Reviewer James Floyd Kelly of Wired said he had to “give credit to the team that has developed Ruby Skye, P.I. — it’s got to be very hard to write, film, and release a show for young adults that doesn’t take the easy route to try to get our kids’ attentions. With so many television shows containing violence, sex, and harsh language, it’s actually quite nice to watch a well-written and professionally edited web series. The dialogue is realistic (you won’t find those two-minute-long monologues here), the mystery is interesting (and based on a real-world scam), and the characters are likable.”
A Nexus of Narratives
Digital content creators have been talking about this model for years, but most attempts to create it have been done in half-measures, at most a fun sideshow for a network TV show put together by their marketing department. With Ruby Skye, P.I., the creators tapped into the fact that additional story layers created by interactive content should be just as powerful, if not vital to the show’s main storyline itself.
A recent Season 2 episode features clues in the form of chapter titles from a Harry Potter novel. A viewer paying close attention will pick up on the ability to transpose the titles for chapter numbers, which once strung together, form a phone number. Send a text message to the number and another character’s response will clue you in on how to solve the episode’s final puzzle. Text them beyond that and you’ll get some funny responses, a fresh reminder that the series and characters who inhabit it live well beyond the episode runtime on your screen.
It isn’t just puzzles, either. Ruby Skye, P.I. has multiple Tumblr blogs for both the show as a whole and its individual characters, bringing them to life online as the season unfolds. They share songs they like, books they admire, and thoughts on that week’s happenings. The Internet is thus transformed into a virtual world inhabited by the show’s characters, a world where they adapt and grow in real time with their viewers.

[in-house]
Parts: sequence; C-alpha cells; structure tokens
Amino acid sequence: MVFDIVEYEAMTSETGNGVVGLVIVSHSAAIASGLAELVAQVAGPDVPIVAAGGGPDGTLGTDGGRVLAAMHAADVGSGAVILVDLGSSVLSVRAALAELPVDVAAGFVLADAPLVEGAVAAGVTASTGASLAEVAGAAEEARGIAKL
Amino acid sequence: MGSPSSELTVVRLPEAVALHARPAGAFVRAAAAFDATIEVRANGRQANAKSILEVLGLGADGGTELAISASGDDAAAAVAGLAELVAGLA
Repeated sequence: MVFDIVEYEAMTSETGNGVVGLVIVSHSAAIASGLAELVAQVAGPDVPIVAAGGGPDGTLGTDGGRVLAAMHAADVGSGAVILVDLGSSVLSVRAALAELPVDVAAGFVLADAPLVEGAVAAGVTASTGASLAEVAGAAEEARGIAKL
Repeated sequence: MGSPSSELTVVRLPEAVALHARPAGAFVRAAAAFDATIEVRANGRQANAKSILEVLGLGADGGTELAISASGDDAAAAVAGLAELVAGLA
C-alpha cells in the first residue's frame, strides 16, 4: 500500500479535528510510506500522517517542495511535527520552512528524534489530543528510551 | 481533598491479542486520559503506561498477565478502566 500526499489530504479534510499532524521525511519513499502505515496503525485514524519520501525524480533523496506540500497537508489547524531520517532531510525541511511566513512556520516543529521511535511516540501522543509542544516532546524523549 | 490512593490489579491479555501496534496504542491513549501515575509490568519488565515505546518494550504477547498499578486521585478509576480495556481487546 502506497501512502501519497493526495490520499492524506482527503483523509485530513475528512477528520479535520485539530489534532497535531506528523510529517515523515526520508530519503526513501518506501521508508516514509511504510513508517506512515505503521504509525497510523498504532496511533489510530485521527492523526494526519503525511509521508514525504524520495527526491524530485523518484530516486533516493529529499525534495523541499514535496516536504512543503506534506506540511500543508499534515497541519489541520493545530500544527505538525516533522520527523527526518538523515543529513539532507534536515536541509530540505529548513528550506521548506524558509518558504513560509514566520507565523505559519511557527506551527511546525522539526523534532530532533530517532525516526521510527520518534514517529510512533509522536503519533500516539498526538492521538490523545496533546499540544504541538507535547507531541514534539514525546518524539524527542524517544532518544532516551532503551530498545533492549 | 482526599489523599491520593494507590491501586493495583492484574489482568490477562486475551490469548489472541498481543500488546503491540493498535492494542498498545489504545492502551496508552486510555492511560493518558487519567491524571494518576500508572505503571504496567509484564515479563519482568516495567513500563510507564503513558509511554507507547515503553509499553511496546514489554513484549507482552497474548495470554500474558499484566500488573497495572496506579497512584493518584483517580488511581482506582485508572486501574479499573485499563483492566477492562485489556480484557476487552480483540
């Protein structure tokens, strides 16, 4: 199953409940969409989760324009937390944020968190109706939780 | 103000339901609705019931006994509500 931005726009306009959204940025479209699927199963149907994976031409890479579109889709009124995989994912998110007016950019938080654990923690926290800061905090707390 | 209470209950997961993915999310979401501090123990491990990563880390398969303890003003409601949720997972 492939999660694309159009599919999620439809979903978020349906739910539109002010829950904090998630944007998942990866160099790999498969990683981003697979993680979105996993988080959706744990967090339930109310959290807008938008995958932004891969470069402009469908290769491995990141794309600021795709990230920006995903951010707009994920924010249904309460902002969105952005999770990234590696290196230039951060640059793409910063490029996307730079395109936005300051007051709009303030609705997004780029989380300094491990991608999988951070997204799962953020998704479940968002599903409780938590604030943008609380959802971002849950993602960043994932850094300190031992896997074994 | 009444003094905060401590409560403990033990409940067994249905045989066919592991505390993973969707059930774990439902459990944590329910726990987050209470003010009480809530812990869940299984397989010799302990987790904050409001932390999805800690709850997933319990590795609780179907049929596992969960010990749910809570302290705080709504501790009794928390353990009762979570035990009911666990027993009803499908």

The series has won numerous awards, from the New York Television Festival, to IndieFest, You Media Alliance, among others. Its commitment to creating intelligent, interactive content for young people without resorting to exploitative adult drama is appreciated by parents and children alike.
The Never-Ending Story
Now that there’s a growing audience tuning in to Ruby Skye, P.I. every week, Golick is using related content to keep them engaged, even after they polish off both seasons and the interactive rabbit holes that accompany them. The O’Deary Library is perhaps the best example – a “haunted” library at the center of the second season’s storyline whose online destination ties in third-party multimedia tailored for parents, teachers, and students to further explore the power of story.
From left to right: a Tumblr page featuring the series’ star sleuth Ruby Skye, self-proclaimed nerdfighter Hailey Skye, and mean girl Diana Noughton.
The library is even home to a real-world fundraising campaign for impoverished girls in developing nations. And of course, it’s designed to be fun. Ruby’s nerdy little sister Hailey uses the haunted library as her personal soapbox, posting shots of cool international libraries, household items that should and should not be used as bookmarks, plus all-too relatable sibling annoyances.
If it all sounds a bit overwhelming and unceasing, well, that’s kind of the point. Golick frames it best: “We’re using all the tools at our disposal in an effort to provide a fun experience for the people who consume the show. You can lean back and just watch like it’s TV (because it is) or lean in and get deeply involved with the interactive elements.”
Ruby Skye, P.I. is a strong indicator that the new world of digital entertainment is just that, a world; an entire ecosystem wherein every stone unturned is a story untold.
Nathan Savin Scott is a freelance writer who lives in Washington, DC. He has appeared in Newsweek, ESPN, Thought Catalog, and others.